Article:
House of Rain is a horror novella from Greg F. Gifune.
Gordon Cole is a tired and lonely old man. A troubled Vietnam vet and recent widower, he does his best to survive in an increasingly dangerous neighborhood while drowning in the nightmares of his horrific past and struggling with the death of his beloved wife Katy.
And then the whispers begin calling to him from the shadows, terrifying visions stalk him relentlessly, the sounds of angelic singing haunt his every waking moment, and everyone in his life seems to be conspiring against him for reasons he cannot yet understand.
As the rains come, soaking down the city, Gordon realizes he must face his past, and solve a dark mystery that has haunted him for nearly fifty years. Who was the mystifying woman he met in a bar all those years ago? What happened in that seedy motel they went to?
As Gordon searches for answers, something within the mounting rain watches and waits, offering Gordon deliverance from his nightmare. But the keys to Heaven and Hell come with a terrible price.
Welcome home, Gordon.
Welcome to the House of Rain.
I am such a big fan of Greg Gifune. He writes what I would classify as intelligent horror. That's not to say other horror is unintelligent; he simply makes me think on a deeper level. His stories are not wrapped up and tied up; there is a lot to think about and there is always plenty left to your own imagination and interpretation. Other writers I would classify similar to Greg Gifune are Lee Thompson and Gary Braunbeck.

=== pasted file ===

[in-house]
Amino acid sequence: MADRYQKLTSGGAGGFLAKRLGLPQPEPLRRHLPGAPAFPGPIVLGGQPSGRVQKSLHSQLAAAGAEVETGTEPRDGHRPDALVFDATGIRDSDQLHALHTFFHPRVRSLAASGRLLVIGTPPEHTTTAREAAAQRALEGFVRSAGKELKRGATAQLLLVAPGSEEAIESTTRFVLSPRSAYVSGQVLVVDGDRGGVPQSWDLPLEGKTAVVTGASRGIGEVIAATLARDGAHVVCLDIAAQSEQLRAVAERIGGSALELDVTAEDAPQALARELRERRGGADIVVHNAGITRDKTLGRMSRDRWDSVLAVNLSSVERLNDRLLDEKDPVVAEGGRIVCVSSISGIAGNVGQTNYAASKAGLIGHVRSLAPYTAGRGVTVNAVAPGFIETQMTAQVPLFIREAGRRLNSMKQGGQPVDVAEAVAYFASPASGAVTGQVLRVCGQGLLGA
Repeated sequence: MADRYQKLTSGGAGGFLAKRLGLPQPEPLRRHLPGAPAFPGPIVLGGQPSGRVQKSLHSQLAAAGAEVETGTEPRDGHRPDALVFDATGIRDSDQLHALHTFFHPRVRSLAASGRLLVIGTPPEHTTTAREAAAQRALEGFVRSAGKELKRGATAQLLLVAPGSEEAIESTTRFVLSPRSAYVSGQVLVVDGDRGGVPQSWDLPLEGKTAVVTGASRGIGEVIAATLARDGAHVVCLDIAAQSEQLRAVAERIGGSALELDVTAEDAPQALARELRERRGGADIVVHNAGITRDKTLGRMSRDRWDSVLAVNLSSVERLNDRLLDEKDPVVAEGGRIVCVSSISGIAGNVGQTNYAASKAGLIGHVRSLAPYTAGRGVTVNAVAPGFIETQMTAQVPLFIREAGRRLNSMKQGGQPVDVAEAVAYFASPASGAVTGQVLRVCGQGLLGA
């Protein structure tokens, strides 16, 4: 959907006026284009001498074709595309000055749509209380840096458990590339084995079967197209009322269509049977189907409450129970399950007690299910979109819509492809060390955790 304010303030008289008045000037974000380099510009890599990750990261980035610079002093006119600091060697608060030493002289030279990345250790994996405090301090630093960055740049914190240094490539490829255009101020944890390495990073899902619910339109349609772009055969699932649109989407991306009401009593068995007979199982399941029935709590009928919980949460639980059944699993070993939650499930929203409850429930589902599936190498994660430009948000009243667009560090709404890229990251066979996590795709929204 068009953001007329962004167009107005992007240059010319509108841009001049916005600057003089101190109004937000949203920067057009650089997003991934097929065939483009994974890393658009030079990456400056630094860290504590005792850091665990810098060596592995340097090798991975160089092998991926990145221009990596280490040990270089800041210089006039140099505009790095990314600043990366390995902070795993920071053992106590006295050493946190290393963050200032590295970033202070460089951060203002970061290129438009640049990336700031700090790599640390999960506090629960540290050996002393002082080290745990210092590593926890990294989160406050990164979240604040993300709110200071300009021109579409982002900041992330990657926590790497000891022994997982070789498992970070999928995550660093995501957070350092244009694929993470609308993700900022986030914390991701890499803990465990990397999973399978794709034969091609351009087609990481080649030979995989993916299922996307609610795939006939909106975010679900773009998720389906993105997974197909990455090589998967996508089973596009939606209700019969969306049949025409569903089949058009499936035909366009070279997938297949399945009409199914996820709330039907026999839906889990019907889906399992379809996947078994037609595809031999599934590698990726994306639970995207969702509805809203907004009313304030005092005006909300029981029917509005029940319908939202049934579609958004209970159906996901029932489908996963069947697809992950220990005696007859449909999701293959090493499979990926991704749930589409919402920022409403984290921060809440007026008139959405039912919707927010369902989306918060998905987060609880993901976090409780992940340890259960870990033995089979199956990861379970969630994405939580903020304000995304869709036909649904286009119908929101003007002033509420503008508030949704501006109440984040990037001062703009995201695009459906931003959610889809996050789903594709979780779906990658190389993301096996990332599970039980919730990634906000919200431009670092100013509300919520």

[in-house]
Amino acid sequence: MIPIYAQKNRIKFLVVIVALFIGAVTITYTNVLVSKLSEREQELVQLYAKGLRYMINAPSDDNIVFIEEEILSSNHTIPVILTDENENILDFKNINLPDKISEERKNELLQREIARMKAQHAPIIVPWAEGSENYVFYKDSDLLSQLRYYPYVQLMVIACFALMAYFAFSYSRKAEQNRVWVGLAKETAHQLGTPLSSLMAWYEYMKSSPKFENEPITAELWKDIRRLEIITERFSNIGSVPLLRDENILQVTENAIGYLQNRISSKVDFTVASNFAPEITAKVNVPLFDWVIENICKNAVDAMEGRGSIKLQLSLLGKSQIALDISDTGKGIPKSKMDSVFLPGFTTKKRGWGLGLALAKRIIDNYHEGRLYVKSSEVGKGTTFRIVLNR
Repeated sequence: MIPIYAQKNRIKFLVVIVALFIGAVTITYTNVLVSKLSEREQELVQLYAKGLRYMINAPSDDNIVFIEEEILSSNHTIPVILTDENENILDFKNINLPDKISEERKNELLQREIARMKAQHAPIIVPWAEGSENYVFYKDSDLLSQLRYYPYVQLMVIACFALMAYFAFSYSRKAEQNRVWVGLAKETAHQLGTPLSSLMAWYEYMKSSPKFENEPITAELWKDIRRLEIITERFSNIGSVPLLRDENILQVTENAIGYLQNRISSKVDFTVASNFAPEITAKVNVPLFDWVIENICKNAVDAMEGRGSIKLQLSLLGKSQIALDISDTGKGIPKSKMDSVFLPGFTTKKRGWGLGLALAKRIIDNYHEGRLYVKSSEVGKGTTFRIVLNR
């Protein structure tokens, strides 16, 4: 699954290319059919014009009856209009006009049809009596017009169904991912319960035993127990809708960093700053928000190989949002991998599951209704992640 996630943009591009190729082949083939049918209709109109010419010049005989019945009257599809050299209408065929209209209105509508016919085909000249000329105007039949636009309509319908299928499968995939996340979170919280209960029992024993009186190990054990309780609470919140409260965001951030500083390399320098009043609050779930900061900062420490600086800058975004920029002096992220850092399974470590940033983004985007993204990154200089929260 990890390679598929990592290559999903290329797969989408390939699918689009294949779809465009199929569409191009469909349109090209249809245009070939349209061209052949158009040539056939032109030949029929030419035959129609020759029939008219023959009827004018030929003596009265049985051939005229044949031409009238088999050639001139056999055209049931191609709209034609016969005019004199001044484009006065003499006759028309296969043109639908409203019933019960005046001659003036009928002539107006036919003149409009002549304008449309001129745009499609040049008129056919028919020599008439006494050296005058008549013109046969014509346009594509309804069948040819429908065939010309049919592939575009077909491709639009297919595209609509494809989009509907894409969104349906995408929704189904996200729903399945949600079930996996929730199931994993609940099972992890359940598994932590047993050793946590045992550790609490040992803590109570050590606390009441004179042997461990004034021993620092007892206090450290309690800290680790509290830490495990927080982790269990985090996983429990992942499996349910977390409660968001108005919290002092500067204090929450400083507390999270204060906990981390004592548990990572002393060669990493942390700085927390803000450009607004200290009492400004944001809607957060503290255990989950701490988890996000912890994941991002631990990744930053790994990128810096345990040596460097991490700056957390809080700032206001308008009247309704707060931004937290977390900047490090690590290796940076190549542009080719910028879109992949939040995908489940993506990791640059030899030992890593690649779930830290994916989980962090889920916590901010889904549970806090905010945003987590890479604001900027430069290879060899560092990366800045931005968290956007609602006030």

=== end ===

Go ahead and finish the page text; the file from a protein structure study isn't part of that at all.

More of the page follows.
Over the last couple of years, Gifune has made his way on to my "must read" list. I featured House of Rain on my top anticipated books for Spring list, but I only just now managed to give it a read. I was pretty much saving it for the right moment because I knew it would be good, and I knew it would be a read-in-one-sitting type of situation.
This time it turned out to be a read-in-one-sitting-twice type of situation. I had to read it twice to get all of the pieces to fit in my mind.
If you don't like having to work for it, Gifune may not be for you, but there is something about writers like Gifune and Braunbeck and Thompson that make me feel like I'm seeing the world from a different perspective. There's a piece of my imagination no one else seems to touch.
If you are lucky enough to find yourself needing something to read on a stormy night, House of Rain will suck you in and give you plenty to think about.
7/10: Recommended Read
Review copy provided by publisher